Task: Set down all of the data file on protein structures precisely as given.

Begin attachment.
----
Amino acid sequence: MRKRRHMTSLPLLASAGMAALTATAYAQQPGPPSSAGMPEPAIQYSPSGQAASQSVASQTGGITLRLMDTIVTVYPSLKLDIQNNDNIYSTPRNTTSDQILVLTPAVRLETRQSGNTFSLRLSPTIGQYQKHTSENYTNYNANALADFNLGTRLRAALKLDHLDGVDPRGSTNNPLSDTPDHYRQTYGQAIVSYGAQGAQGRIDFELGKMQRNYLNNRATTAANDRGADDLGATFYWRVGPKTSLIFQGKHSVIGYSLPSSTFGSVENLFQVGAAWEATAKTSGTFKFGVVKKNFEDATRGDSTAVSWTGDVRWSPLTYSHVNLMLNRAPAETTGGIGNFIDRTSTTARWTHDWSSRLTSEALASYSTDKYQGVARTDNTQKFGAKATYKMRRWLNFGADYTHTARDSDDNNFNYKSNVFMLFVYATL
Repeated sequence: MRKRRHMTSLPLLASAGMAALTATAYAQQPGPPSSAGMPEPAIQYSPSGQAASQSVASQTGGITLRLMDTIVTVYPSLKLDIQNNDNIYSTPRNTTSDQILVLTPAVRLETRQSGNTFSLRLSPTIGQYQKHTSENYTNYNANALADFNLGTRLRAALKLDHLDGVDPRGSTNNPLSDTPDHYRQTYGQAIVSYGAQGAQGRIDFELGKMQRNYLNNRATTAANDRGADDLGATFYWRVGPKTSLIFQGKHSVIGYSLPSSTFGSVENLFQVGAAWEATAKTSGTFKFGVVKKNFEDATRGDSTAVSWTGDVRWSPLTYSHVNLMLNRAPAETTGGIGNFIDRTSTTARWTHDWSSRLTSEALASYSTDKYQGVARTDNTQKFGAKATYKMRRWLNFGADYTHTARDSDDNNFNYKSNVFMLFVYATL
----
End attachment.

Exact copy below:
Amino acid sequence: MRKRRHMTSLPLLASAGMAALTATAYAQQPGPPSSAGMPEPAIQYSPSGQAASQSVASQTGGITLRLMDTIVTVYPSLKLDIQNNDNIYSTPRNTTSDQILVLTPAVRLETRQSGNTFSLRLSPTIGQYQKHTSENYTNYNANALADFNLGTRLRAALKLDHLDGVDPRGSTNNPLSDTPDHYRQTYGQAIVSYGAQGAQGRIDFELGKMQRNYLNNRATTAANDRGADDLGATFYWRVGPKTSLIFQGKHSVIGYSLPSSTFGSVENLFQVGAAWEATAKTSGTFKFGVVKKNFEDATRGDSTAVSWTGDVRWSPLTYSHVNLMLNRAPAETTGGIGNFIDRTSTTARWTHDWSSRLTSEALASYSTDKYQGVARTDNTQKFGAKATYKMRRWLNFGADYTHTARDSDDNNFNYKSNVFMLFVYATL
Repeated sequence: MRKRRHMTSLPLLASAGMAALTATAYAQQPGPPSSAGMPEPAIQYSPSGQAASQSVASQTGGITLRLMDTIVTVYPSLKLDIQNNDNIYSTPRNTTSDQILVLTPAVRLETRQSGNTFSLRLSPTIGQYQKHTSENYTNYNANALADFNLGTRLRAALKLDHLDGVDPRGSTNNPLSDTPDHYRQTYGQAIVSYGAQGAQGRIDFELGKMQRNYLNNRATTAANDRGADDLGATFYWRVGPKTSLIFQGKHSVIGYSLPSSTFGSVENLFQVGAAWEATAKTSGTFKFGVVKKNFEDATRGDSTAVSWTGDVRWSPLTYSHVNLMLNRAPAETTGGIGNFIDRTSTTARWTHDWSSRLTSEALASYSTDKYQGVARTDNTQKFGAKATYKMRRWLNFGADYTHTARDSDDNNFNYKSNVFMLFVYATL